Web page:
– by Amulya Ganguli –
Considering that Anna Hazare is dissatisfied with the Lokpal bill presented to parliament, it is obvious that a quick resolution of the confrontation between him and the government is not feasible. In fact, the scene can take a turn for the worse if, for one, Anna's fast has an adverse effect on his health, as his doctors have warned. And, for another, if the proposed protest outside Sonia Gandhi's and Rahul Gandhi's houses leads to violence.
The main difference between the earlier stages of Anna's campaign and the latest one is that while his focus was mainly on his fasts earlier, he is now presenting a direct challenge to the Congress. This switch to politics, which will be intensified if Anna tours the five states going to the polls to campaign against the Congress, underlines a realisation that self-flagellation or self-purification a la Gandhi is no longer as effective as before.
True Anna's movement can be claimed to have been always political. Besides, it was also anti-Congress. Any anti-government agitation that singles out the first party for constant criticism cannot be anything other than political and anti-Congress. But it is possible that this emphasis on the Congress has given the latter an opportunity to engineer a line-up along a familiar political fault line.
As is obvious, the Congress now has on its side, apart from its allies in the United Progressive Alliance (UPA), parties from the Hindu belt like Lalu Prasad's Rashtriya Janata Dal (RJD), Mulayam Singh Yadav's Samajwadi Party, Ramvilas Paswan's Lok Janshakti Party (LJP) and also, possibly, Sharad Yadav's Janata Dal-United (JD-U), which is an ally of the Bhartiya Janata Party (BJP). There is also a possibility that Mayawati's Bahujan Samaj Party (BSP) will side with the Congress at a critical moment.
What can be seen in this combination is the familiar secular-communal divide, except for the JD-U. But, like the latter, the Shiv Sena, too, is currently closer to the Congress on the anti-Anna platform than to the NDA. That leaves out the BJP. But, before considering its position, it is worth noting that the political turn which Anna has given to his movement has highlighted the old battle lines between (in addition to the secular-communal schism) the rural backward castes and Dalits of the cow belt on one side and the middle class-dominated urban support base of Team Anna on the other.
Not surprisingly, to strengthen its own side of the divide, the Congress has played the caste, gender and religion cards by ensuring reservations for Dalits, Adivasis, Other Backward Classes (OBCs), women and minorities in the eight-member Lokpal bench and in the so-called search committee which will help in the Lokpal's selection.
The BJP has, predictably, opposed the inclusion of minorities in the panel and the committee, calling it unconstitutional. It may be right. But the Congress will not be too concerned about the hurdles put by it for, first, the BJP's stance will again reinforce its Hindu communal image and, second, if the judiciary strikes down the provision, the resultant delay in the enactment of the bill will not displease the Congress.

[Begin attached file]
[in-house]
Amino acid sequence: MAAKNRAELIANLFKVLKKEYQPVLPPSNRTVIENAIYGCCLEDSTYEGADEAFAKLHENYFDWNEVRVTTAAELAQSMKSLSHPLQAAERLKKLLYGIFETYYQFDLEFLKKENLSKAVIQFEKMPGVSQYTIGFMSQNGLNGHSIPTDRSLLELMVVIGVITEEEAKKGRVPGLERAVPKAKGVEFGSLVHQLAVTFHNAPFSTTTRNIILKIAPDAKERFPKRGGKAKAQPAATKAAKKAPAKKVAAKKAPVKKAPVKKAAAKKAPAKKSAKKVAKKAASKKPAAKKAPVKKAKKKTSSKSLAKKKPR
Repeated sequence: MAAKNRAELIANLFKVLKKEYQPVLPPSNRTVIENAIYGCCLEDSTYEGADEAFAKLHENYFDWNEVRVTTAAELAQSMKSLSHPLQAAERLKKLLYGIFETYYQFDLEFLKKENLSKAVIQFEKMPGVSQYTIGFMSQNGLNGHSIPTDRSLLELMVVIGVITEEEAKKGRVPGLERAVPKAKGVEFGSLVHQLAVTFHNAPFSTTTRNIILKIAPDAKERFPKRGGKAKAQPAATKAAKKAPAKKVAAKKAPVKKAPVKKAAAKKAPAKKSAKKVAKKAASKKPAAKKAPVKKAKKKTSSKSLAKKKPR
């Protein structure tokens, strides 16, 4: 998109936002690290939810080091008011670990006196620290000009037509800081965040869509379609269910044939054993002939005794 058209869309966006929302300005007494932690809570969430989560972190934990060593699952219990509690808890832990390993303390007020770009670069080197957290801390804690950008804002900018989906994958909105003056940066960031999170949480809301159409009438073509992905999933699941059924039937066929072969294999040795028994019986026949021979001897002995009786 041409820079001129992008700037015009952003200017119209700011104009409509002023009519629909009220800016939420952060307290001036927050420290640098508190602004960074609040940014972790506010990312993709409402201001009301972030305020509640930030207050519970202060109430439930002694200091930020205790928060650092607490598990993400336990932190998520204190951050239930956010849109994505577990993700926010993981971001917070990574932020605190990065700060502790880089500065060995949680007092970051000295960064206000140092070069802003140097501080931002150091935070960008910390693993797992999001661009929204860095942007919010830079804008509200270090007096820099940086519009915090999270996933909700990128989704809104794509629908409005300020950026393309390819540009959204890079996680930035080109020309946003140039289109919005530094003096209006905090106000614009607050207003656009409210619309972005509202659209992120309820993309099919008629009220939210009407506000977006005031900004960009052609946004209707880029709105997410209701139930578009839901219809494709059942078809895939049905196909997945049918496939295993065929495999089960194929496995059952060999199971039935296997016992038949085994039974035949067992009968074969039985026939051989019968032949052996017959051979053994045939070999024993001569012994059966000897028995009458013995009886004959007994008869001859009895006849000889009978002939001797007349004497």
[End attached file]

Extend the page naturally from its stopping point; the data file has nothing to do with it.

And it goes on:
After all, the party has never been in a tearing hurry to see the bill through. The inordinate delay in its enactment – the measure has been hanging fire since 1968 – is evidence enough of its lack of interest. Nor is it the only laggard. It is no secret that the entire political class is wary of the possibility of an all-powerful ombudsman sitting in judgment over their heads.
Hence their reluctance to relinquish control over the Central Bureau of Investigation (CBI), for they know that once the police and the bureaucracy are imbued with genuine professionalism where they can act without fear or favour, the cosy partnership between politicians, officials and even criminals will come to an end. The pressure from the Anna group may have forced the government to ease its earlier iron grip on the CBI – now the Lokpal will have the power of "superintendence" over the CBI – but the repeated pleas by the backward caste politicians and also the Communist Party of India (CPI) not to pass the bill in a hurry are not motivated by a need for closer examination alone.
There is little doubt that Anna has pushed the government a long distance towards the framing of a reasonably powerful Lokpal. But, by sticking to its old "my way or the highway" stance, Anna is damaging his own cause. Besides, while his own decency – except for a few quirky attitudes like tying the "accused people to trees to deliver summary justice", as Amartya Sen said – is unquestionable, the pomposity of some of his colleagues can be off-putting. If they retain their influence, the movement can suffer a setback because they lack the sophistication to guide it through the present phase when a lot has been achieved.
(24-12-2011- Amulya Ganguli is a political analyst. He can be reached at email@example.com)